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As an advanced sufferer of Obsessive Compulsive Source Code Formatting Disorder, I like to have the methods in my C# source code files ordered with the high-level ones first, followed by the ones called by the high-level ones, etc., and the low-level methods that don't call other methods (in that source file) at the end.

Does anyone know of a "pretty print" or source code formatting program for C# that can do this? I.e., rearrange the methods according to their call dependencies?

As for determining the call dependencies, I can imagine two way: Either do a syntax scan on the source file or use the output of some program that has analyzed the IL code in the associated DLL or EXE.

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I don't.. but if you find one.. I would be quite interested. –  Simon Whitehead Mar 4 '13 at 2:54

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I tried posting this question on the ReSharper community forum, and got an answer there that said that this kind of reformatting could probably be implemented in a ReSharper plug-in.


This presumably implies that a plug-in for DevExpress's CodeRush or Telerik's JustCode would also be possibilities. (I use ReSharper and love it, don't know the others.)

The person who answered me on the ReSharper forum mentioned that what I am asking for is promoted by author Robert C. Martin ("Uncle Bob") in his book "Clean Code". I must admit I'd never heard of either Robert Martin or his book before. I've found an online PDF copy of the book, and here's a quote from page 84:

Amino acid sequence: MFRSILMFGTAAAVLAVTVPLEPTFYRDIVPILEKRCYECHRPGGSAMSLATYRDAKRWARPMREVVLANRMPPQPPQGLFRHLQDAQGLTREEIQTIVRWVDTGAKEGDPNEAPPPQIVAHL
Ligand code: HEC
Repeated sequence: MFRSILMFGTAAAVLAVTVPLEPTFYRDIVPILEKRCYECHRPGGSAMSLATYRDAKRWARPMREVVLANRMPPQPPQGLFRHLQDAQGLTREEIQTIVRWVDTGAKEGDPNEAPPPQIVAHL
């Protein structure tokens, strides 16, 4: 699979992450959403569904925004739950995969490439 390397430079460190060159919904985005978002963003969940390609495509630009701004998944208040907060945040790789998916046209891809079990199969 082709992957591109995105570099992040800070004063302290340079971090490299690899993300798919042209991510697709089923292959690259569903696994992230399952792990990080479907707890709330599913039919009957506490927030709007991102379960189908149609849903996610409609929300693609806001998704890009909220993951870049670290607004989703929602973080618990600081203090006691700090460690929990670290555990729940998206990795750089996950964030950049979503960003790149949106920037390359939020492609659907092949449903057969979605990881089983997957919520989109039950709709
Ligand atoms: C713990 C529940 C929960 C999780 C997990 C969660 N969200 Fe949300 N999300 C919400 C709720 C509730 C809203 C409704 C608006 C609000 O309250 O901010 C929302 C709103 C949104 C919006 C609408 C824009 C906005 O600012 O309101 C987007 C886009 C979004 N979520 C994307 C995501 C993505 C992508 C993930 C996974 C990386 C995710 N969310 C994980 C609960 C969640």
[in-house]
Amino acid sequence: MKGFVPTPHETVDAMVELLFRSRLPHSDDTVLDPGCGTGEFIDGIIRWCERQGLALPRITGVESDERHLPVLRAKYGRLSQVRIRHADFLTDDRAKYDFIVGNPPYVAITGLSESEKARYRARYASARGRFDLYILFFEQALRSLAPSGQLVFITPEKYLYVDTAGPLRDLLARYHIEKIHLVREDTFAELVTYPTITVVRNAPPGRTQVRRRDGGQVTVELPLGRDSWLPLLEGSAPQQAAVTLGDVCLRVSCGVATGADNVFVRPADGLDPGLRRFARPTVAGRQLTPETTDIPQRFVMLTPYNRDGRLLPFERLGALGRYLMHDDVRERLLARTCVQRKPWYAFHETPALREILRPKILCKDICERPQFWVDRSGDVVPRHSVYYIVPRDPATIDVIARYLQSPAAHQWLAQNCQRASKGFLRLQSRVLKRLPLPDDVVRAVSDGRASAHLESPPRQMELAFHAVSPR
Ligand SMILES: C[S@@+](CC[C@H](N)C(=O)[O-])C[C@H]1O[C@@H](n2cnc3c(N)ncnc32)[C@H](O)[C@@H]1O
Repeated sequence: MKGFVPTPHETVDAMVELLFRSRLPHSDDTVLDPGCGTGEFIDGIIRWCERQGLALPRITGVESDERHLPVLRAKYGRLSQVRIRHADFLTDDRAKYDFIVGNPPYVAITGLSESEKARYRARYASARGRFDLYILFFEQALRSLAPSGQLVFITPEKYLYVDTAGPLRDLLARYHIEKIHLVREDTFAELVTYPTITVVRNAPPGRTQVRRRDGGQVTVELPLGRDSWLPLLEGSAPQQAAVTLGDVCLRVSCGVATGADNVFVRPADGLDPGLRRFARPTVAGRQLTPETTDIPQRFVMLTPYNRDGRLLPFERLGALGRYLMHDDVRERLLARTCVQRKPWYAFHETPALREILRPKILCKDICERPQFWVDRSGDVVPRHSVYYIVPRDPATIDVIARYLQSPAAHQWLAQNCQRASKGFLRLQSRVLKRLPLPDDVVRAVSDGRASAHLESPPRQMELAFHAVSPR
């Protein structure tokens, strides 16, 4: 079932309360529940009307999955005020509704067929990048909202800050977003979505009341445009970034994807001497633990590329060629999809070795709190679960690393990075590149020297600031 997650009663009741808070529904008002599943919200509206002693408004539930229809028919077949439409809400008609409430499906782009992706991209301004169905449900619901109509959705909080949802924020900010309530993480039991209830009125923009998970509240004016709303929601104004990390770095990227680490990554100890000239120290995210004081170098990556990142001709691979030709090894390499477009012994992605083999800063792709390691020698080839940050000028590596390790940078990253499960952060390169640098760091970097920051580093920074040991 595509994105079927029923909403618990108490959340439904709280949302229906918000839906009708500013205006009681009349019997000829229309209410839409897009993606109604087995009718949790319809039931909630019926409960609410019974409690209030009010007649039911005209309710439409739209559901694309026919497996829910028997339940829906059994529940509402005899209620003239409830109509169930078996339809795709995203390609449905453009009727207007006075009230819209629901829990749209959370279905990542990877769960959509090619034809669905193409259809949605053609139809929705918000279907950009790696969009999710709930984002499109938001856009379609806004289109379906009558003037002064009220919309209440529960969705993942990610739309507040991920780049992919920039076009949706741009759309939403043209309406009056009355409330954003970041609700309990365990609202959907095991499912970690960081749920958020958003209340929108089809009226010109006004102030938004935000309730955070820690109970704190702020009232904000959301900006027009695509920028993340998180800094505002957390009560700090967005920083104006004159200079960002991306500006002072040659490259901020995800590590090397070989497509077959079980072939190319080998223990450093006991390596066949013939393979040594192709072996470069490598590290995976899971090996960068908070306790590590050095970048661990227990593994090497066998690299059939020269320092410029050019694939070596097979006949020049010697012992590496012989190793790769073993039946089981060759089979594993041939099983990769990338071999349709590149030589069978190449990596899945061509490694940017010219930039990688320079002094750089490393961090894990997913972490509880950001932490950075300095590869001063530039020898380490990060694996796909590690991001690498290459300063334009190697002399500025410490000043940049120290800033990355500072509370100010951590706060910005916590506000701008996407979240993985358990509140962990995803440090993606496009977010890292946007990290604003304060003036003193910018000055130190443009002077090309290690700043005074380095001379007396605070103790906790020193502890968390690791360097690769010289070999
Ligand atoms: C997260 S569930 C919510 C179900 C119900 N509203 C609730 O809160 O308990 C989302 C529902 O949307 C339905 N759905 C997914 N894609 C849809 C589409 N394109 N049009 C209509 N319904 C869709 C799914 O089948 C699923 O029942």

"Vertical Ordering

In general we want function call dependencies to point in the downward direction. That is, a function that is called should be below a function that does the calling. This creates a nice flow down the source code module from high level to low level."

So now I'm feeling less obsessive-compulsive about wanting my code to be formatted this way. :-)

Unfortunately, I don't have time to try to make a ReSharper plugin right now. I'm posting this as an answer to my question in the hopes it inspires someone else to do it. I'll flag this as the accepted answer, but if/when someone else comes up with a better answer I'll re-flag.

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Visual Studio Ultimate edition comes with the Architecture and Modelling tools.

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This is what the models it generates look like:

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If you want to see the call dependancies while debugging you can try Debug Canvas

enter image description here


Seriously this sounds like a big waste of time, I'd prefer spending time coding, re-factoring, or even unit testing rather than organizing code according to "order of dependancy". I think going to the IL level is too low, IMO it'd be much easier do it using methods like this.

Otherwise a neat little tool mention here could be the best compromise (not fully automatic): How to find all dependencies of a .NET project?

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Thanks for the information. Unfortunately I don't have the VS Ultimate edition. Also, if I understand it correctly this doesn't change the source files. So it could be used as input to a rearranger program, but is not a rearranger utility in itself. –  RenniePet Mar 4 '13 at 4:14

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